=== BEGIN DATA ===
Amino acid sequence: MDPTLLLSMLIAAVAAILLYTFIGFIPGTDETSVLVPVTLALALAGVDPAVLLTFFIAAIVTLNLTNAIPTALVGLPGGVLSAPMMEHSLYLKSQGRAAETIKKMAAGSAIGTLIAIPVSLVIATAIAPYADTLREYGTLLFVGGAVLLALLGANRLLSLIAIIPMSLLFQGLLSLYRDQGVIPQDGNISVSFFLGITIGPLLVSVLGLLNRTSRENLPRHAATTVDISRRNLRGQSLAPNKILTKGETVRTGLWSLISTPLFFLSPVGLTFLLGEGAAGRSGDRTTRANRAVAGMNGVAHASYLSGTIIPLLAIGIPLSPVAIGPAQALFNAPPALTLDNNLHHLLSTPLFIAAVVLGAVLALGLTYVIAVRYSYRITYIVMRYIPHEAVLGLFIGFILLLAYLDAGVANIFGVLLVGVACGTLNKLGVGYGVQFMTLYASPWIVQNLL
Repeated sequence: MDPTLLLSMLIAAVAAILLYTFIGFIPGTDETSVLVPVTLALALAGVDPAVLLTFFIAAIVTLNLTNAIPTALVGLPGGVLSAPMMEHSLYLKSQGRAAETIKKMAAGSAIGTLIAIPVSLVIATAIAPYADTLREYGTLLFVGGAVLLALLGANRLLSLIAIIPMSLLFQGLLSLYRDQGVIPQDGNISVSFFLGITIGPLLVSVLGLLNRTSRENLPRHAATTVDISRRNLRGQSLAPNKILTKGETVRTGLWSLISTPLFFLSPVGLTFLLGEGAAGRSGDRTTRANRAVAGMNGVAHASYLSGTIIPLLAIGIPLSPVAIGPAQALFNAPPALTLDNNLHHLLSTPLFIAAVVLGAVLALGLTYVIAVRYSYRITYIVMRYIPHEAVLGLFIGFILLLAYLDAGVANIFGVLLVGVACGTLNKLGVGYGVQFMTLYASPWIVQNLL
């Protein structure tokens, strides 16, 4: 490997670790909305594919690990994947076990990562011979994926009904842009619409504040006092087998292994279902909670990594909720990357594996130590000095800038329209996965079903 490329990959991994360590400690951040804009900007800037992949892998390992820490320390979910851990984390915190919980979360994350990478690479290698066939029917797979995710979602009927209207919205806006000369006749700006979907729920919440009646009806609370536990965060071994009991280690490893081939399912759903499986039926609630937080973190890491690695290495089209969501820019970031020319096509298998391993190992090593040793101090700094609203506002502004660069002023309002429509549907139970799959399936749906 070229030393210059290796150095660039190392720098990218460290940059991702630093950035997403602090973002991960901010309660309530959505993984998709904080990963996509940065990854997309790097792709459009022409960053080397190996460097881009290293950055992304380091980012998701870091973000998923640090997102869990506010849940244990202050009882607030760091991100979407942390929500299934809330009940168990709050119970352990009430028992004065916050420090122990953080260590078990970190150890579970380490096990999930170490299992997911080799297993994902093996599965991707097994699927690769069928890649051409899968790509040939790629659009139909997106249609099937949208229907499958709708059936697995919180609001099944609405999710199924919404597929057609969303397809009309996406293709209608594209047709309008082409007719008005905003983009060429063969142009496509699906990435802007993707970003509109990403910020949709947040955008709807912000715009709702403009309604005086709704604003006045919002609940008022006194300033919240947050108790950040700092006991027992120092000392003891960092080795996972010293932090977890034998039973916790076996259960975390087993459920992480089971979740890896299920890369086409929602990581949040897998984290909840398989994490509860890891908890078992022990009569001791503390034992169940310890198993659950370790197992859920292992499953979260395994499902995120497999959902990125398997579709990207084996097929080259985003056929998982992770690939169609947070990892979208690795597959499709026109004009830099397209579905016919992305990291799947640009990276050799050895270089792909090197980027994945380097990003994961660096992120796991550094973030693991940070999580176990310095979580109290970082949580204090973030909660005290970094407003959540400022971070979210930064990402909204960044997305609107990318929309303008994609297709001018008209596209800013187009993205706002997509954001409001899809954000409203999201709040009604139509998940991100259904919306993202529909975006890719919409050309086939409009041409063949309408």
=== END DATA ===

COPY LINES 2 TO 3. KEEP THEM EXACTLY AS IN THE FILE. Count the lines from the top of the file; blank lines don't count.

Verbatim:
Repeated sequence: MDPTLLLSMLIAAVAAILLYTFIGFIPGTDETSVLVPVTLALALAGVDPAVLLTFFIAAIVTLNLTNAIPTALVGLPGGVLSAPMMEHSLYLKSQGRAAETIKKMAAGSAIGTLIAIPVSLVIATAIAPYADTLREYGTLLFVGGAVLLALLGANRLLSLIAIIPMSLLFQGLLSLYRDQGVIPQDGNISVSFFLGITIGPLLVSVLGLLNRTSRENLPRHAATTVDISRRNLRGQSLAPNKILTKGETVRTGLWSLISTPLFFLSPVGLTFLLGEGAAGRSGDRTTRANRAVAGMNGVAHASYLSGTIIPLLAIGIPLSPVAIGPAQALFNAPPALTLDNNLHHLLSTPLFIAAVVLGAVLALGLTYVIAVRYSYRITYIVMRYIPHEAVLGLFIGFILLLAYLDAGVANIFGVLLVGVACGTLNKLGVGYGVQFMTLYASPWIVQNLL
């Protein structure tokens, strides 16, 4: 490997670790909305594919690990994947076990990562011979994926009904842009619409504040006092087998292994279902909670990594909720990357594996130590000095800038329209996965079903 490329990959991994360590400690951040804009900007800037992949892998390992820490320390979910851990984390915190919980979360994350990478690479290698066939029917797979995710979602009927209207919205806006000369006749700006979907729920919440009646009806609370536990965060071994009991280690490893081939399912759903499986039926609630937080973190890491690695290495089209969501820019970031020319096509298998391993190992090593040793101090700094609203506002502004660069002023309002429509549907139970799959399936749906 070229030393210059290796150095660039190392720098990218460290940059991702630093950035997403602090973002991960901010309660309530959505993984998709904080990963996509940065990854997309790097792709459009022409960053080397190996460097881009290293950055992304380091980012998701870091973000998923640090997102869990506010849940244990202050009882607030760091991100979407942390929500299934809330009940168990709050119970352990009430028992004065916050420090122990953080260590078990970190150890579970380490096990999930170490299992997911080799297993994902093996599965991707097994699927690769069928890649051409899968790509040939790629659009139909997106249609099937949208229907499958709708059936697995919180609001099944609405999710199924919404597929057609969303397809009309996406293709209608594209047709309008082409007719008005905003983009060429063969142009496509699906990435802007993707970003509109990403910020949709947040955008709807912000715009709702403009309604005086709704604003006045919002609940008022006194300033919240947050108790950040700092006991027992120092000392003891960092080795996972010293932090977890034998039973916790076996259960975390087993459920992480089971979740890896299920890369086409929602990581949040897998984290909840398989994490509860890891908890078992022990009569001791503390034992169940310890198993659950370790197992859920292992499953979260395994499902995120497999959902990125398997579709990207084996097929080259985003056929998982992770690939169609947070990892979208690795597959499709026109004009830099397209579905016919992305990291799947640009990276050799050895270089792909090197980027994945380097990003994961660096992120796991550094973030693991940070999580176990310095979580109290970082949580204090973030909660005290970094407003959540400022971070979210930064990402909204960044997305609107990318929309303008994609297709001018008209596209800013187009993205706002997509954001409001899809954000409203999201709040009604139509998940991100259904919306993202529909975006890719919409050309086939409009041409063949309408």